DealZone

Ford picks Geely… for now

Whatever reservations Ford may have had about selling Volvo to Geely and potentially exposing all of its competitive secrets to pirate-infested Chinese markets, they appear to have been laid to rest … for now.

The U.S. automaker named a Geely-led consortium as preferred bidder for the money-losing Swedish unit, estimated to be worth about $2 billion. The news is conspicuously coincidental — as many such stories are — with intensely routine negotiations in Hangzhou between top trade officials of the two countries. Naturally, Ford left open the possibility that it could back out of the deal, saying more detailed talks were needed.

It’s been nearly a year since Ford began efforts to sell Volvo, and only a week ago a source was telling us that concerns about intellectual property rights were threatening to scupper the deal. That followed news of a former Ford engineer’s arrest in the United States on charges of stealing trade secrets from Ford and using them to try to get work with Chinese auto makers. Good thing Volvo is such a safe brand; even with a preferred bidder in place, this asset sale could prove to be a wild ride.

Magnum’s Opel

General Motors may soon get the long-delayed green light to sign over carmaker Opel to Canada’s Magna. EU antitrust regulators have no plans to block Magna’s acquisition of GM’s European arm, a European Commission spokesman said in Brussels, easing fears the transaction could run out of gas in debate over German state aid to the mostly German-staffed company.

Magna hopes to conclude the deal within weeks of signing a contract. That should be that, right? Well, hardly. For one thing, Spanish workers at Opel’s plant at Figueruelas have voted to strike in protest at cuts included in the Magna package. And European politicians say GM and the Opel Trust should have the option of reopening the bidding process.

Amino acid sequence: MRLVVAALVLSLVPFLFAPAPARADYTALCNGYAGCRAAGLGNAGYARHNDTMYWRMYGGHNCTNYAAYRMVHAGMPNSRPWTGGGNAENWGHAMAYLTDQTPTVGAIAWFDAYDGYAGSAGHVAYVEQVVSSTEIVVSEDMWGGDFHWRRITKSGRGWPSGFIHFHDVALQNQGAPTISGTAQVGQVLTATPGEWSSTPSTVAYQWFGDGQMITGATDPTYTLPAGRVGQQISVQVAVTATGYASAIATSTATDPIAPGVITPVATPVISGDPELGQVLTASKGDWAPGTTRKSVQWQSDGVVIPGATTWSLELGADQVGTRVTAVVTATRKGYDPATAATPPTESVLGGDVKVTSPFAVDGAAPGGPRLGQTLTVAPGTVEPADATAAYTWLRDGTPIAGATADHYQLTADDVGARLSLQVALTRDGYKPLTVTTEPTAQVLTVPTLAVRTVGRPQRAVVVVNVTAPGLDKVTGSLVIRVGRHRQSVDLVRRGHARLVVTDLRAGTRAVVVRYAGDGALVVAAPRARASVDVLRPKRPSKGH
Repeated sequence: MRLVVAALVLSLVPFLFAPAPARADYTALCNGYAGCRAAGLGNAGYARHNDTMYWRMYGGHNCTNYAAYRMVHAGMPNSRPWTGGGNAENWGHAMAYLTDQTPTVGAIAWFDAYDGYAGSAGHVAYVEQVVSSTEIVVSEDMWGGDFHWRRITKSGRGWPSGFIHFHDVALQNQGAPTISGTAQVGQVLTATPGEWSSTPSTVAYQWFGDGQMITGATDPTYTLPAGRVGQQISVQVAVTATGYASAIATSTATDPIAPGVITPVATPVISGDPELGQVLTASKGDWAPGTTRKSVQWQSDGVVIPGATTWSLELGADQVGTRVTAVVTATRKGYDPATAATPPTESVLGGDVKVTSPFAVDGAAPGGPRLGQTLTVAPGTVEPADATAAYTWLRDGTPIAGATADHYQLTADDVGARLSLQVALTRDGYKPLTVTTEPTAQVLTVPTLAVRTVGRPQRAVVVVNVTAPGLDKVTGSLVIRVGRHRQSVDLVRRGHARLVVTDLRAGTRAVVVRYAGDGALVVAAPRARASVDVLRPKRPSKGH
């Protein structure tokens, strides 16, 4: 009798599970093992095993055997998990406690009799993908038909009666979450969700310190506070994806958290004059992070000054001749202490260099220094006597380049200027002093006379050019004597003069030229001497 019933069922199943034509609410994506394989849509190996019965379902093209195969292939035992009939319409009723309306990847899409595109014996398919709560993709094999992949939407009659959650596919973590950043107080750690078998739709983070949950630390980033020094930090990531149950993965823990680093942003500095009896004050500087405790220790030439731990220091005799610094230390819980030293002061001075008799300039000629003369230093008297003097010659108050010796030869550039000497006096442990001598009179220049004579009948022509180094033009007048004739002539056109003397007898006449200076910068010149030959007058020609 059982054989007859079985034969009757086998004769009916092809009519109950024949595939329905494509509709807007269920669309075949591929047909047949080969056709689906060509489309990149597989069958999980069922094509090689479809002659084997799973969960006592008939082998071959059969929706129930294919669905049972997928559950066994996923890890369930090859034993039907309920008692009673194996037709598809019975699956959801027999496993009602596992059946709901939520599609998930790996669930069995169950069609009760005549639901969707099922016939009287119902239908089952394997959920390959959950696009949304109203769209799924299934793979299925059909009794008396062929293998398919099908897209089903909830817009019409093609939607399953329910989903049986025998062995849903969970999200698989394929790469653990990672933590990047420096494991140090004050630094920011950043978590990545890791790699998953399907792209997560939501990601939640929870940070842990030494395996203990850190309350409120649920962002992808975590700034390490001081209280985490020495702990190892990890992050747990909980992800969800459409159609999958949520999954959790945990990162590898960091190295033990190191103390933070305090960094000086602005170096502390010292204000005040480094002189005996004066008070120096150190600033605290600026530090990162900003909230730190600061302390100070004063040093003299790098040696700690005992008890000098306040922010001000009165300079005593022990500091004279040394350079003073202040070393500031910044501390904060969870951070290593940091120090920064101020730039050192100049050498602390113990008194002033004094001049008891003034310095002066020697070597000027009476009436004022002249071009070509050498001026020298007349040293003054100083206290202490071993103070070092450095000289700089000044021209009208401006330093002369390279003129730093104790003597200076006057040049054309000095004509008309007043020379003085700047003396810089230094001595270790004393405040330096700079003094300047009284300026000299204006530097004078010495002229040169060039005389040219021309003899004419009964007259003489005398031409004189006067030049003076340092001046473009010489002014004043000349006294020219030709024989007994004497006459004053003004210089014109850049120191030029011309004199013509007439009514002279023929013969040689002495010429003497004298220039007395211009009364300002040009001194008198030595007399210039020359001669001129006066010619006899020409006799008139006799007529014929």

But the jilted other bidder, RHJ, says it is no longer interested in doing a deal, so going back to the auction block is probably a nonstarter. And with European auto titan Volkswagen saying sales will likely stay stalled next year, the political will to get a deal done is about all Opel has going for it right now. The company is poised to run out of cash by mid-January.

Deals du Jour

The auto industry shake up looks set to accelerate.

Germany’s Volkswagen is exploring a deal to cooperate with Japan’s Suzuki Motor to boost its presence in ultra-small cars, a source tells Reuters. The news sent Suzuki sahres racing to a 10-month high.

Cooperation with Suzuki, which dominates Japan’s 660cc minivehicle market along with Toyota’s Daihatsu, could yield a new model for VV below its upcoming “New Small Family” range of small cars, the source said.

Deal news reported by other media on Friday included:

Four savings banks in Spain’s Catalonia region are in advanced talks to create what would be the country’s eighth-largest savings bank, La Vanguardia newspaper reported. Unlisted savings banks Sabadell, Terrassa and Manlleu are discussing a merger which Caixa Manresa could also join, it said. For the Reuters strory click here.

Auto insurer launches virtual toolbox

nationwide-mobile-screenshot-1Auto insurer Nationwide has joined businesses such as Kraft Foods, eBay and Amazon.com in developing applications that customers can access on Apple’s popular iPhone.

While Kraft’s iFood Assistant offers recipes and shopping lists for consumers, Nationwide’s application gives policyholders instant tools to help deal with some of the calls and paperwork that follow a vehicle bust-up, including access to tow truck service, and getting a claim started.

Nationwide says it is the first insurer to launch such an application, or “app” as iPhone tools are more often referred to.